Update: This benchmark has been achieved for 2009 and 2010.  Children's Services hosted three events in the spring of 2010; a gymnastics event on April 30, 2010 for students in grades K-3; a fishing event on May 21, 2010 for middle school students; and a zip-lining challenge on May 21, 2010 for students in grades 9-12. Three days of “Essential Skills” were presented on June 22, 23, and 25, 2010.  Activities over the course of the 3 days included clothing care, banking, check-writing, personal hygiene, first aid, and kitchen skills.  BESB hosted a weeklong program called “LIFE” at Wesleyan University for transition age students from July 11-17, 2010, a recreation program called “Camp Abilities” for students in grades 5-9 on August 15-20, 2010, two “Skills for Life” mobility day programs from August 2-6, 2010 (West Haven location) and August 9-11, 2010 (Manchester location), as well as a one day technology event on July 21, 2010.  Programs addressed all areas of the Expanded Core Curriculum. 

Vocational Rehabilitation:

·       Starting January 1, 2010, provide a group Job Seeking Skills class twice a year, focusing on skills such as networking, interviewing skills, and resume writing, culminating in attendance at a job fair.

Update:  This benchmark is in progress. The first job seeking skills class (a six-week program) ended with a graduation ceremony for the five participants on May 13, 2010. The classes were held at the New England Assistive Technology Center through the Connecticut Institute for the Blind in Hartford.  There were hands on exercises using the computer to complete assignments and a visit to the Capital Region’s One Stop Career Center in Hartford. 

All participants attended a job fair, organized through the Connecticut Business Leadership Network on May 7, 2010. Out of the five participants, four have been placed in paid internships. The second job seeking skills class started on Tuesday, September 7, 2010 at the Ansonia Town Hall, with 10 participants. This class has participants from Bridgeport, Ansonia, and Waterbury. This is an eight-week class, being held once a week. The first class had a guest Speaker, the President of Career TEAM and author of “ The Career Guarantee, Take Control of Your Future!”, Christopher Kuselias.

·       With a goal of increasing employment outcomes, starting January 1, 2010 all VR Counselors will increase community outreach activities focusing on employment, referrals, minorities and community rehabilitation providers, with a minimum of two hours a week on these activities using the new marketing materials for the division.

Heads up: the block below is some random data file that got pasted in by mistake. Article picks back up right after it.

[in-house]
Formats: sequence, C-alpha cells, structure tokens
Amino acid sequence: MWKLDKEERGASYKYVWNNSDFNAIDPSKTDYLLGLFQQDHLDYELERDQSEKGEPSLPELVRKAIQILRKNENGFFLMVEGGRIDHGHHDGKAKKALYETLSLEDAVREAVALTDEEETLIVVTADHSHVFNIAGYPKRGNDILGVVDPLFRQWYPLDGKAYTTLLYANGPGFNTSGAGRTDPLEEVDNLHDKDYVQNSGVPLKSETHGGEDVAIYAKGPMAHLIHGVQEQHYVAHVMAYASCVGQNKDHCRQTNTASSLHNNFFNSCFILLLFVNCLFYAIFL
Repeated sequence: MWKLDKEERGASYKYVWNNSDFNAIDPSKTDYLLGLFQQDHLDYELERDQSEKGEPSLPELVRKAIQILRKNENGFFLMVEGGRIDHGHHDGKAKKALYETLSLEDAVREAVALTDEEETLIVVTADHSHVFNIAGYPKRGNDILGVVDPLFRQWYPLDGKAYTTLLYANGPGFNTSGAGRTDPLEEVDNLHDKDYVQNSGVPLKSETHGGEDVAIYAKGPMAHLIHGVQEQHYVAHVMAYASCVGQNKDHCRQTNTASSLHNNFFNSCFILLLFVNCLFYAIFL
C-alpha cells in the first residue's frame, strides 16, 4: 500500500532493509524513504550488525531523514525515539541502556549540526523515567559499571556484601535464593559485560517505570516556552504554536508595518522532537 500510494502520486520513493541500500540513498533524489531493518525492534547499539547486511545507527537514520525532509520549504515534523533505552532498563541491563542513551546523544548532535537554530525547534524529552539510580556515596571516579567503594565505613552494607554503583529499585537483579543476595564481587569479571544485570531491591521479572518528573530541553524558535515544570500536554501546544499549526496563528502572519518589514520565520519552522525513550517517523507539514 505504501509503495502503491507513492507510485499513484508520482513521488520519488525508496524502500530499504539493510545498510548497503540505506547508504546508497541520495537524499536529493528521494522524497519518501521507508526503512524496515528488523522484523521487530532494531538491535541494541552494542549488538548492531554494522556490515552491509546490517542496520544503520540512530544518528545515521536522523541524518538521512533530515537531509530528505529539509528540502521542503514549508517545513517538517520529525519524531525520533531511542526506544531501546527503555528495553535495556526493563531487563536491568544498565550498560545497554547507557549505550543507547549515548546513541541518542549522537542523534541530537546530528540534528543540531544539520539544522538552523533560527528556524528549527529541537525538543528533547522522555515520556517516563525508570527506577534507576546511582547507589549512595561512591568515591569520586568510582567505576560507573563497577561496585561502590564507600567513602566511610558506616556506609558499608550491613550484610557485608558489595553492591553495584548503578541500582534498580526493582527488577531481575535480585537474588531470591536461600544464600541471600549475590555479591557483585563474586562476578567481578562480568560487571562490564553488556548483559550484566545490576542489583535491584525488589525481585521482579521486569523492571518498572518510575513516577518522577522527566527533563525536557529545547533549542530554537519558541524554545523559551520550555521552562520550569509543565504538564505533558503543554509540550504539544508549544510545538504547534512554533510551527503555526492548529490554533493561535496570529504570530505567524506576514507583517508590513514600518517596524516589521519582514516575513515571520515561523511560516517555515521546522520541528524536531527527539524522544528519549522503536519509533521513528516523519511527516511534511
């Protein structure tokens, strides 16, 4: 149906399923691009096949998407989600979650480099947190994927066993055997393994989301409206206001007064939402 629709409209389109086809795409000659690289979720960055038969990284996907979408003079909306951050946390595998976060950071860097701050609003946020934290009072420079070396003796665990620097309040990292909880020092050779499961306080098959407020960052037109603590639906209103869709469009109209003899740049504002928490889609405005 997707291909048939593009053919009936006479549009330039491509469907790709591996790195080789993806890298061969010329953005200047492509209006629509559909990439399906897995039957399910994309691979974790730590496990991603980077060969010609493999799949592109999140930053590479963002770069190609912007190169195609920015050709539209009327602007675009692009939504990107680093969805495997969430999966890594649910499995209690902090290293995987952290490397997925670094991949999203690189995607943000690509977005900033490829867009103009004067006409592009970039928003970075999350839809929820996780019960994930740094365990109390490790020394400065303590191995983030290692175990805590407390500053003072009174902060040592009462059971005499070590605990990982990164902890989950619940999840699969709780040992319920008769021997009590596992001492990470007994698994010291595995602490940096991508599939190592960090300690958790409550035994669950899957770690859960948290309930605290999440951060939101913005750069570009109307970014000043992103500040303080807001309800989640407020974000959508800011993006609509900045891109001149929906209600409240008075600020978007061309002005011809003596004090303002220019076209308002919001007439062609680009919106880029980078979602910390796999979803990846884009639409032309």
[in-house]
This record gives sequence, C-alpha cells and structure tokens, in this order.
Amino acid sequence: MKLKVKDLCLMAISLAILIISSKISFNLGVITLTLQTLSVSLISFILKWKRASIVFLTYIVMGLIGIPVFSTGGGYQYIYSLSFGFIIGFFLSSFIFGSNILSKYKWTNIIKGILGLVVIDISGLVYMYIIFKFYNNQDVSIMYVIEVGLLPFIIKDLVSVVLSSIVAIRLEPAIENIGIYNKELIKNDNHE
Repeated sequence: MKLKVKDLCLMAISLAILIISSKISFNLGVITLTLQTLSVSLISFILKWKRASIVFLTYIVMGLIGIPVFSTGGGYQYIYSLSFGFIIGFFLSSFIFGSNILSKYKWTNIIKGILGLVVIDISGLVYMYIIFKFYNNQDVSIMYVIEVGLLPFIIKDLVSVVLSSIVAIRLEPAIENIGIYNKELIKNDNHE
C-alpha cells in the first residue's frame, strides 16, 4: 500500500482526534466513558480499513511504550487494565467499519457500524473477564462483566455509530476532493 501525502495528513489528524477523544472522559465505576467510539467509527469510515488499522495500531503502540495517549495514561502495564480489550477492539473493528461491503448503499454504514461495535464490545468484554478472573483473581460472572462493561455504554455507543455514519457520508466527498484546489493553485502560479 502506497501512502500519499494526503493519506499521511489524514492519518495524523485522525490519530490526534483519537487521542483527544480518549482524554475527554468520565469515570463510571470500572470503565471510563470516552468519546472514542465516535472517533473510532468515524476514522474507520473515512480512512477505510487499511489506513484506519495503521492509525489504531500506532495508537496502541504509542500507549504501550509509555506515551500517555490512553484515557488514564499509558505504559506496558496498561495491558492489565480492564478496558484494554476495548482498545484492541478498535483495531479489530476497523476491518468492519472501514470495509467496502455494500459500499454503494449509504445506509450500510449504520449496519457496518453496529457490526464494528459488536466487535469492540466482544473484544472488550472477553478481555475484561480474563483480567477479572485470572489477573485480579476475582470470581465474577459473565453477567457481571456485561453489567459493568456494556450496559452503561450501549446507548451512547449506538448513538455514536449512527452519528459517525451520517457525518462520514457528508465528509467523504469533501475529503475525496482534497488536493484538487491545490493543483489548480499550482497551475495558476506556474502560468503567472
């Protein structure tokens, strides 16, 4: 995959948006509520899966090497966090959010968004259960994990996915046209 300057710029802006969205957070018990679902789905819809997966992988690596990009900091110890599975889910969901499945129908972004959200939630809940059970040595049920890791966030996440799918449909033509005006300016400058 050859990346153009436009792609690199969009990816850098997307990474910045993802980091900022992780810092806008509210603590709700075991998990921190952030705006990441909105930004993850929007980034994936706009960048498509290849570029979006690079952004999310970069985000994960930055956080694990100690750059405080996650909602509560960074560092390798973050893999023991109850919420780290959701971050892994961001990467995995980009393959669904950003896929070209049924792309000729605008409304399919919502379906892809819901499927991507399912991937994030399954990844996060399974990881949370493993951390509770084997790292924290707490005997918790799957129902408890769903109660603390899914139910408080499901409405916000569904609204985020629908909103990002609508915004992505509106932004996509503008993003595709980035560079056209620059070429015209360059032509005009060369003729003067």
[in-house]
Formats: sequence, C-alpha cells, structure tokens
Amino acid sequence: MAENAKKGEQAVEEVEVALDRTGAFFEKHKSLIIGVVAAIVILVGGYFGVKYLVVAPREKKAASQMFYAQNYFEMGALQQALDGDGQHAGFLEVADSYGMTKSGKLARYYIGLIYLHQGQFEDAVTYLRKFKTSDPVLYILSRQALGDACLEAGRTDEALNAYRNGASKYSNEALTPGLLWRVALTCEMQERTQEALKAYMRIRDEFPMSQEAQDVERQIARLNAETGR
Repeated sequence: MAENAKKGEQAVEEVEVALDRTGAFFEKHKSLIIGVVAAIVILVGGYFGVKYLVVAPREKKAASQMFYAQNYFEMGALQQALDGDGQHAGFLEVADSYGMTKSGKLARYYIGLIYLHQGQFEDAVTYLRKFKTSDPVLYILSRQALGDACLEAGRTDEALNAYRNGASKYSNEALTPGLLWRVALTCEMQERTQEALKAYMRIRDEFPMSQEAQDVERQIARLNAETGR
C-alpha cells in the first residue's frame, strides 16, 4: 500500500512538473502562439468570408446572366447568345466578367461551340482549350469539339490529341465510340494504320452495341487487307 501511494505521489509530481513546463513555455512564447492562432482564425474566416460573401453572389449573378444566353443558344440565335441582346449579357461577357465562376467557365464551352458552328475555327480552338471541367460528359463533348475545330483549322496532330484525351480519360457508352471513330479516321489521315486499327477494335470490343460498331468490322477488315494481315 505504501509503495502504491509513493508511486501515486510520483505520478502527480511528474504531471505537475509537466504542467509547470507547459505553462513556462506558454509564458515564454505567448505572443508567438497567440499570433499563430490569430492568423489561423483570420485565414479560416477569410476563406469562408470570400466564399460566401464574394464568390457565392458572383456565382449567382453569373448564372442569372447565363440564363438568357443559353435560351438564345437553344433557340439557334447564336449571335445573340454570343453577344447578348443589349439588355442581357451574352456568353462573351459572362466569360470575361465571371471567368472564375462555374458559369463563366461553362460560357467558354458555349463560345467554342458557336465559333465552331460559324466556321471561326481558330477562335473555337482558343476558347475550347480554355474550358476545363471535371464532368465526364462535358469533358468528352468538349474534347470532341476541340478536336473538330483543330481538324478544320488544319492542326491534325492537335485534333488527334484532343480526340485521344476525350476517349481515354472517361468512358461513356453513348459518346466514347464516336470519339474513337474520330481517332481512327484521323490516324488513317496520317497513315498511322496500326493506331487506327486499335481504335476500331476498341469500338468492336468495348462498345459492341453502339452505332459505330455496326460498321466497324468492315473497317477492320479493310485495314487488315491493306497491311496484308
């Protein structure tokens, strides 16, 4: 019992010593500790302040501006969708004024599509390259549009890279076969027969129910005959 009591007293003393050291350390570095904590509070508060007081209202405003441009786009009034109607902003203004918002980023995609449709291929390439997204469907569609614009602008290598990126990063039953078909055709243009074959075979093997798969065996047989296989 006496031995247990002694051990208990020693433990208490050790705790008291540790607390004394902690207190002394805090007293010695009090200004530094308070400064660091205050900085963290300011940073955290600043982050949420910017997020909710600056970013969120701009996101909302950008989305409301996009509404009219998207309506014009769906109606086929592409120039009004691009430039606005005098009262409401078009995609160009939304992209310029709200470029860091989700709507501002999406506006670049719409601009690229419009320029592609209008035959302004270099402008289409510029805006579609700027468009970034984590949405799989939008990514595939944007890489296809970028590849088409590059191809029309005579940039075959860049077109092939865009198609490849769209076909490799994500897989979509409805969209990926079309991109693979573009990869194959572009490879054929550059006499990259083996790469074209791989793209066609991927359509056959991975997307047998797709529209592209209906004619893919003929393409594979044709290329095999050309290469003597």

Update:  For the reporting period between June 1, 2010 and August 31, 2010, there were 292.98 hours of field activity in the benchmark categories by the ten applicable staff during the thirteen-week time period. This represents an average of 2.25 hours per week for the thirteen-week period, achieving the benchmark for this reporting period.

·       Starting January 1, 2010 all VR field staff will participate in 2 trainings a year, with a focus on Assistive Technology or Job Development.

Update:  This benchmark has been achieved. There are 16 staff covered under this benchmark, and all of the staff have achieved this training goal for the year. Staff attended a training seminar in July on the topic of assistive technology, held at the agency. Staff continue to participate in training programs. In September, three staff attended “Telling is not Selling” presented by Career TEAM. Additionally, four staff are attending a national employment conference in September, sponsored by Rehabilitation Services Administration. 

·       For every VR school aged client there shall be at least one annual contact between the counselor and the client (with their guardian).  Contact will increase to at least twice during the last scheduled year of school.

Update:  This benchmark became effective in January, 2010 and is in progress.  Seventy-three students were initially identified as school-aged (now 72 with one student who moved out of state). Initial contacts have been made thus far with 69 students, including three of the five students who exited the Children’s Services Program in June. The agency is currently updating the student list for the new school year and will report on the number of students in each category in the next benchmark report.

 

******************************************************************************

BESB Benchmark Update Report

June, 2010

Adult Services:

·    By July 2010, deliver “New Independence Training Programs for Older Persons with Vision Loss in Assisted Long-term Care Facilities” in a minimum of 3 (three) assisted living and/or intermediate rehabilitation care facilities around the state.